Mary: Do you think that you will continue with the online events after things go back to normal?
Chad: I think absolutely, I think people are going to be continuing doing virtual events going forward now with a lot of teams just going and choosing to go remote. So we definitely see this as a continuation. It’s also really helpful because like on our tours, given that a lot of our guides are homebrewers, people are always interested in learning, how did they get into the homebrewing kind of world. And so now we have this awesome product to be able to facilitate that. So now we can increase the lifetime value of the customer because they’ve had such a great time on a tour or they’ve had such a great time in a virtual experience, now we can get them to join our tour because they’re all kind of very different experiences, but all revolve around that same customer type and craft beer.
So I see that we just launched a couple of days ago a homebrew subscription service. So people that now have done a homebrew can now choose to get a monthly recipe delivered to their door every month to be able to brew beer. And that’s a completely different revenue stream that we’d never even thought about. Or like homebrew classes from Udemy and stuff like that…things now that are in our wheelhouse that we never thought about, like asynchronous beer-making courses or beer classes was not something we’d ever thought about doing. But now that we already have this curriculum that we created for the live homebrew experience, it wasn’t very far to take that and put it into something asynchronous.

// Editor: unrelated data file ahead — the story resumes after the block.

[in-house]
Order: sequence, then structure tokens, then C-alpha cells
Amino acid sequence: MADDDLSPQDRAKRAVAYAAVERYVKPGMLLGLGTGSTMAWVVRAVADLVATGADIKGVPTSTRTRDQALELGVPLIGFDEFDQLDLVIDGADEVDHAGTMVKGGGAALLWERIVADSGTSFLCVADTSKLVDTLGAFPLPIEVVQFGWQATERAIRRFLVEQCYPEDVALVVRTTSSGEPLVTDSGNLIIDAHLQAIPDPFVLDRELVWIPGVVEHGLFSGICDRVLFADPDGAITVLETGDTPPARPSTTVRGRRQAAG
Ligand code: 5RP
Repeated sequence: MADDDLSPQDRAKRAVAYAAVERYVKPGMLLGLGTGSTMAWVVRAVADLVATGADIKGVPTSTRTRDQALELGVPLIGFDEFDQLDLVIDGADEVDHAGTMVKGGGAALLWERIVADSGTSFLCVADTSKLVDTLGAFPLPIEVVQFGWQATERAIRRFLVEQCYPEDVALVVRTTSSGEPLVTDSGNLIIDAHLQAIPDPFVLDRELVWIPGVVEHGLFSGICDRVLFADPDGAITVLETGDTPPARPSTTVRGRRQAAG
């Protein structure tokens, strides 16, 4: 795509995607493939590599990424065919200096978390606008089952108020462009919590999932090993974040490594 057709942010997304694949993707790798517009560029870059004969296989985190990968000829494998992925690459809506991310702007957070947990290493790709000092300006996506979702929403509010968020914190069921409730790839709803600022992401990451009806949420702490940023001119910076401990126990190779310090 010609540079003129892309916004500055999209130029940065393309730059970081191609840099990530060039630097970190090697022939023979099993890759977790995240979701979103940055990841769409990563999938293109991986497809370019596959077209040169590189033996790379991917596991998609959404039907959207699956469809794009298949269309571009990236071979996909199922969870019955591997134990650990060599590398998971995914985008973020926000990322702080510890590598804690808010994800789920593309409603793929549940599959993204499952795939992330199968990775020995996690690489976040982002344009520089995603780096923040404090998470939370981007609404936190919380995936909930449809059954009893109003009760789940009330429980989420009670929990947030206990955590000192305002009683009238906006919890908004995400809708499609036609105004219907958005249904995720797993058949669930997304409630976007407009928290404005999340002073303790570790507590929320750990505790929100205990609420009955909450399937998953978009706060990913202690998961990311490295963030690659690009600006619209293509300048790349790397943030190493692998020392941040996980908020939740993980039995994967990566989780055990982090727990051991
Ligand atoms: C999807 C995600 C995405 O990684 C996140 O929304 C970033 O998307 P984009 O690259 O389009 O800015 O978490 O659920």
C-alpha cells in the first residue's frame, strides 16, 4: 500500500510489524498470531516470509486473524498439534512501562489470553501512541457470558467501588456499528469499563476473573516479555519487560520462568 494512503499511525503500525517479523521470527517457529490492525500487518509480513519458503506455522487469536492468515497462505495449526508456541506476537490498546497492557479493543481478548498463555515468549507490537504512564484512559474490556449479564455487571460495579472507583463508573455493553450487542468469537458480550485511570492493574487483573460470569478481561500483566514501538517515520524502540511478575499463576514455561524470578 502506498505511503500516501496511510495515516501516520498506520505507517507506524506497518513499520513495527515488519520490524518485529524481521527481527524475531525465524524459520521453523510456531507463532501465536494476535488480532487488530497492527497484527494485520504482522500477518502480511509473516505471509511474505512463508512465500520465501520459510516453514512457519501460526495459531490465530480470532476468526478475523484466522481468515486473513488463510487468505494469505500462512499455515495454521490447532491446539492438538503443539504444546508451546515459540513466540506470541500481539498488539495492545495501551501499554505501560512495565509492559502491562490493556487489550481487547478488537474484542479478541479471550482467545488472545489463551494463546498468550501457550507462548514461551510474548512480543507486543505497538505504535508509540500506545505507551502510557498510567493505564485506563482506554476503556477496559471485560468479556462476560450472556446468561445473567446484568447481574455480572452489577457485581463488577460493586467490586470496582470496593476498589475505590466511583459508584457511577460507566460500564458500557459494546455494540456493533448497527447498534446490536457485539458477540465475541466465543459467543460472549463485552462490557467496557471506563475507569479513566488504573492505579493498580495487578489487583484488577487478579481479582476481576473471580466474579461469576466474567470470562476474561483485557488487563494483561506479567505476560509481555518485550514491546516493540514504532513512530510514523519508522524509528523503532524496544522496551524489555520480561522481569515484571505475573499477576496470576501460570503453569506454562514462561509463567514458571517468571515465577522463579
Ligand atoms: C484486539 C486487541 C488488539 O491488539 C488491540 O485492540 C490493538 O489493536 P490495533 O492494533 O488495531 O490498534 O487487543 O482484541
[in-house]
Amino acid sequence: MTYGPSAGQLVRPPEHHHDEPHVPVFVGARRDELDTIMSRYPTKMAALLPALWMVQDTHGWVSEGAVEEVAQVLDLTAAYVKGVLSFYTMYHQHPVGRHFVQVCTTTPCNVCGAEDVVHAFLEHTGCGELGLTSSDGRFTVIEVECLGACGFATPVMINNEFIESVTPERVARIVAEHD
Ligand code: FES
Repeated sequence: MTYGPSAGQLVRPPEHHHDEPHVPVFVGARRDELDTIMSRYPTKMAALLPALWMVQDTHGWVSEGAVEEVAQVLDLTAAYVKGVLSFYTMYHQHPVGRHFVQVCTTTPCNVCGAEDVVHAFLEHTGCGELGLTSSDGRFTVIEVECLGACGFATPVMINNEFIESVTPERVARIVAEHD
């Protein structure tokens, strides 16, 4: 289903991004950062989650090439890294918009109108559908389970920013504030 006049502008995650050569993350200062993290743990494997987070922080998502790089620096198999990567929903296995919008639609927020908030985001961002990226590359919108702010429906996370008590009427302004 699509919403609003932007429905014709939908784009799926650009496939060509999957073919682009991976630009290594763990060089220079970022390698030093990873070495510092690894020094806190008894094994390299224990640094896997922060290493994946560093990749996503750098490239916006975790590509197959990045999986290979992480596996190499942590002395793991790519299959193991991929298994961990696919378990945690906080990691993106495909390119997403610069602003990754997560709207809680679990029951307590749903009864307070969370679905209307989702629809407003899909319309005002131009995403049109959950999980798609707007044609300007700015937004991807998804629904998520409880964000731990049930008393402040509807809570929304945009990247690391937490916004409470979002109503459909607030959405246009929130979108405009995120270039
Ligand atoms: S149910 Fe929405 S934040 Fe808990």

Mary: So with the subscriptions, people sign up, and then you send them the ingredients each month that they need to brew the beer?
Chad: Yeah, exactly. We have commercial brewers on our team, and they help create different craft beer recipes. And we’re going to be working with breweries, like some of our affiliates to help put together recipes. So like, if you love a beer from this brewery, here’s going to be an opportunity to be able to get a recipe that’s been designed by that brewery’s head brewmaster.
So a lot of really cool and fun things that now we can do in this space that we have never had the opportunity to do.
Mary: It sounds like in a lot of ways your business has changed for the better and you know, definitely will come out stronger out of all this.
Chad: I hope so! We’ll see what happens with tours, because tours are going to be, I think, a very slow moving process, like the fact that we have to limit right now, where if we were to start right now, we can’t have any tours of more than 10 people type of thing. We did tours of up to 300-400 people prior to COVID. So it’s gonna be like our average corporate tours of about 40 to 50 people. And corporates aren’t going to be willing to go on a tour at least for another probably six months to a year. So just hopefully, wherever that transition happens, that we can…So three to six months from now, we’ll have a way better understanding of where…things are changing so quickly, that two weeks from now, it could be a different, different animal. Got to iterate very quickly in this new climate.